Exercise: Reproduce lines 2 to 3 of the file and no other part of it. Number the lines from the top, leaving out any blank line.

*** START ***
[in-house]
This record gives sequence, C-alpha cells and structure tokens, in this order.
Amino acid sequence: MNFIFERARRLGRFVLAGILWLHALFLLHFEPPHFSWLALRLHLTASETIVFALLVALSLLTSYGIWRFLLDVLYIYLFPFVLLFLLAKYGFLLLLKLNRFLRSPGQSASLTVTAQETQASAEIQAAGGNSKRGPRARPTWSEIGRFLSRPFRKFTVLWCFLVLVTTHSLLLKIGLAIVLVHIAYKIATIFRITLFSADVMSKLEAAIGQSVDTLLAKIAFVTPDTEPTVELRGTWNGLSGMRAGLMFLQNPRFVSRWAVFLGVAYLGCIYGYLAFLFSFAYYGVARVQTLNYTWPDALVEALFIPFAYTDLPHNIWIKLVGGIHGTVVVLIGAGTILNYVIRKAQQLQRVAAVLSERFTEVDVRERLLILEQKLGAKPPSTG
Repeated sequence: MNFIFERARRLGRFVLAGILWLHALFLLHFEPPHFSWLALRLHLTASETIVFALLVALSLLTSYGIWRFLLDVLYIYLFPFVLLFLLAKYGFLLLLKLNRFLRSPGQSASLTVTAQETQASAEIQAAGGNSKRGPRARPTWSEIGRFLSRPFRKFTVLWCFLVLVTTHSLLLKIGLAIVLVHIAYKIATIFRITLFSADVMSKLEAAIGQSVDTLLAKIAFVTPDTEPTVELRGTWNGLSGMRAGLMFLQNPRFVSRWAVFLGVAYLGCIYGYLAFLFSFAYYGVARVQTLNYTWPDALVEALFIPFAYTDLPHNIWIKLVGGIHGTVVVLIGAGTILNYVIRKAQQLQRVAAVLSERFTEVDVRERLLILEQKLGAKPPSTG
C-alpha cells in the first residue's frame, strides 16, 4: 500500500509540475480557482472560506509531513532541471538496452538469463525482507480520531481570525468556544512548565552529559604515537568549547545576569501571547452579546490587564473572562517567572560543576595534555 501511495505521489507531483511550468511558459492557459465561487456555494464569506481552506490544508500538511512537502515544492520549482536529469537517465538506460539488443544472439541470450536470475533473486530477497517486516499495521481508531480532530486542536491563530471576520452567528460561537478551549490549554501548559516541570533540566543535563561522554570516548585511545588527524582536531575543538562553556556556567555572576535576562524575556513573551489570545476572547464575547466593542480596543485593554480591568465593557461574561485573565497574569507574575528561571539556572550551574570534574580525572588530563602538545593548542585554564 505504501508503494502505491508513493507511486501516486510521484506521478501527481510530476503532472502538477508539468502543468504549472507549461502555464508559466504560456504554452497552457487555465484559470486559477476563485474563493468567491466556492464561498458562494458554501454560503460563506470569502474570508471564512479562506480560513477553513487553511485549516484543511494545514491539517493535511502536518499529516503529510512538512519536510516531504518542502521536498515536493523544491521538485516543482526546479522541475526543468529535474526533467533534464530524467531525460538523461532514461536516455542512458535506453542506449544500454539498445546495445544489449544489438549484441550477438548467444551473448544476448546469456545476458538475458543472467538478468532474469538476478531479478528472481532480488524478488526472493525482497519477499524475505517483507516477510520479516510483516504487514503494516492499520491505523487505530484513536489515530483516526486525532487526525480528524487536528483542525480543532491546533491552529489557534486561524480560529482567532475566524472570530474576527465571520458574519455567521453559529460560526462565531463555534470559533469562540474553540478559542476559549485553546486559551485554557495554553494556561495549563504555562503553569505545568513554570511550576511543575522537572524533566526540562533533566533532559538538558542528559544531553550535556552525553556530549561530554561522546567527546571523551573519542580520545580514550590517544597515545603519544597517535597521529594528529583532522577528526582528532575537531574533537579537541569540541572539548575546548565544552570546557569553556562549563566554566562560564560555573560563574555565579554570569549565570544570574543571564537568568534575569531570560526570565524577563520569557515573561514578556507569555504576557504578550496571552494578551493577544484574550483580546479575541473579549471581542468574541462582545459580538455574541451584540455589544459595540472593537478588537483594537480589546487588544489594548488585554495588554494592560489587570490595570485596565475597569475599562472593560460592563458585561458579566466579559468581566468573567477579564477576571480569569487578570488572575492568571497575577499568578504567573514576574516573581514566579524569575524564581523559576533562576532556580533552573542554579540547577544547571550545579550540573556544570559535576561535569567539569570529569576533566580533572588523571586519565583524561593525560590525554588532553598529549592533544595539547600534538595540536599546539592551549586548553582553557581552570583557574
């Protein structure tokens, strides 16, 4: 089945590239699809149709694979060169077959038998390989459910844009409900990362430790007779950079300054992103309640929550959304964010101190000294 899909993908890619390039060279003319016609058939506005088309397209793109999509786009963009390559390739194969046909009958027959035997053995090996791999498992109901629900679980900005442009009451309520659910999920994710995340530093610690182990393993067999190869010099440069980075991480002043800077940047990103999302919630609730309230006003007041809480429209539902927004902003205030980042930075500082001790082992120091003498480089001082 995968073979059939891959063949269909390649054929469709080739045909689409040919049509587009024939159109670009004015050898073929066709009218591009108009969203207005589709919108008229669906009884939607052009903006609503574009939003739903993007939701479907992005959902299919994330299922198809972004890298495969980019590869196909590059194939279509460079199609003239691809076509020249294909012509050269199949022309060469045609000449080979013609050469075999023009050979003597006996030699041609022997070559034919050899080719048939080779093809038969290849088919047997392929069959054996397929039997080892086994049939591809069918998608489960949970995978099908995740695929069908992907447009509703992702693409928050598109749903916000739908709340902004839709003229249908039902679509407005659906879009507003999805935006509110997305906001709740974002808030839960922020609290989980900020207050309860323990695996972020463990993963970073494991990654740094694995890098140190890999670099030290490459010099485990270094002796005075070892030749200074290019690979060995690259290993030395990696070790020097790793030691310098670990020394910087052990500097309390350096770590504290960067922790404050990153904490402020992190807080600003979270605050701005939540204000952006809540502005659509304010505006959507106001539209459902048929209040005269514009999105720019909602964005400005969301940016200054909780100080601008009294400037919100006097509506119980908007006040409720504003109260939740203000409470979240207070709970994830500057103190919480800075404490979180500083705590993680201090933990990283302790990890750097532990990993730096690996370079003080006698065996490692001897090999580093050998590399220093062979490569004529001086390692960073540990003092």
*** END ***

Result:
This record gives sequence, C-alpha cells and structure tokens, in this order.
Amino acid sequence: MNFIFERARRLGRFVLAGILWLHALFLLHFEPPHFSWLALRLHLTASETIVFALLVALSLLTSYGIWRFLLDVLYIYLFPFVLLFLLAKYGFLLLLKLNRFLRSPGQSASLTVTAQETQASAEIQAAGGNSKRGPRARPTWSEIGRFLSRPFRKFTVLWCFLVLVTTHSLLLKIGLAIVLVHIAYKIATIFRITLFSADVMSKLEAAIGQSVDTLLAKIAFVTPDTEPTVELRGTWNGLSGMRAGLMFLQNPRFVSRWAVFLGVAYLGCIYGYLAFLFSFAYYGVARVQTLNYTWPDALVEALFIPFAYTDLPHNIWIKLVGGIHGTVVVLIGAGTILNYVIRKAQQLQRVAAVLSERFTEVDVRERLLILEQKLGAKPPSTG